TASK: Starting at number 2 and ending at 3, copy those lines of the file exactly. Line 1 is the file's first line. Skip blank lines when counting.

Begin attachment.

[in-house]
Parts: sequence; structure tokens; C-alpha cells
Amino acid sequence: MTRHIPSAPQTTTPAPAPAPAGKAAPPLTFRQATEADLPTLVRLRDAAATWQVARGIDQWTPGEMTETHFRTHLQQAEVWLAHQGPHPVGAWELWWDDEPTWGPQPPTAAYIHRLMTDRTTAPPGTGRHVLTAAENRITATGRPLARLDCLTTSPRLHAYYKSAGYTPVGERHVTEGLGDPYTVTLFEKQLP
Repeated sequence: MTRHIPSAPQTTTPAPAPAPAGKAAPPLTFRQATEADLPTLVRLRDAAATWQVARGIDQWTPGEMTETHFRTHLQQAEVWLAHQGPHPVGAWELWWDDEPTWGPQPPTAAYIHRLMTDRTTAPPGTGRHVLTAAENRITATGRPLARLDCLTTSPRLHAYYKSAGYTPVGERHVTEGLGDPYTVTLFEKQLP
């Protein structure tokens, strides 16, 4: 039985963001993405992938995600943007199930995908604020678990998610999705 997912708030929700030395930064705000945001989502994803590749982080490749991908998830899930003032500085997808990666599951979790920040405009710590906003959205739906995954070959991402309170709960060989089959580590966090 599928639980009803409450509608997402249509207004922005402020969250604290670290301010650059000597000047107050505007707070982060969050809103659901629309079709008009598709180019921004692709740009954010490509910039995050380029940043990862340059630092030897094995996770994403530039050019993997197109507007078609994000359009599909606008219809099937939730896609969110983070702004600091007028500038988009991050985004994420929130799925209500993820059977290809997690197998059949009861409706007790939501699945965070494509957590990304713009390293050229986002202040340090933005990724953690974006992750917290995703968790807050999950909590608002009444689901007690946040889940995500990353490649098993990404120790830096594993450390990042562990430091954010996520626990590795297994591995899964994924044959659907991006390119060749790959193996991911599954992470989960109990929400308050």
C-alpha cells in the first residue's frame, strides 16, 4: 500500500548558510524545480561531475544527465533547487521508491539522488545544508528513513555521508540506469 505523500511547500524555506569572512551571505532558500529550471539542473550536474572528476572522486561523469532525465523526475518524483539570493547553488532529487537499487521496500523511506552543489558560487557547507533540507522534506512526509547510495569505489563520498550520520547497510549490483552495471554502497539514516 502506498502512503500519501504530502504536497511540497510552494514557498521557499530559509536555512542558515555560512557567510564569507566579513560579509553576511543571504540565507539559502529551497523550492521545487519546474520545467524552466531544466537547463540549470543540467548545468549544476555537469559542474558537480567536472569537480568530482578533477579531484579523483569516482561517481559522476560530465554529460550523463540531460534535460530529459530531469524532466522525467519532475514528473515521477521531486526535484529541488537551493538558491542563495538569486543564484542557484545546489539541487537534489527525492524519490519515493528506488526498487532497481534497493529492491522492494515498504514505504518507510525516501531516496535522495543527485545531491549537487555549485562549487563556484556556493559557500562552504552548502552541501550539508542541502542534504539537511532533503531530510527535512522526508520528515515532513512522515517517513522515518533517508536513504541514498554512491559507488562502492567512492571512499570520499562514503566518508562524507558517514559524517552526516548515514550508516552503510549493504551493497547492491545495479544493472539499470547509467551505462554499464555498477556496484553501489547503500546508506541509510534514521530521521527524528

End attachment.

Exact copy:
Parts: sequence; structure tokens; C-alpha cells
Amino acid sequence: MTRHIPSAPQTTTPAPAPAPAGKAAPPLTFRQATEADLPTLVRLRDAAATWQVARGIDQWTPGEMTETHFRTHLQQAEVWLAHQGPHPVGAWELWWDDEPTWGPQPPTAAYIHRLMTDRTTAPPGTGRHVLTAAENRITATGRPLARLDCLTTSPRLHAYYKSAGYTPVGERHVTEGLGDPYTVTLFEKQLP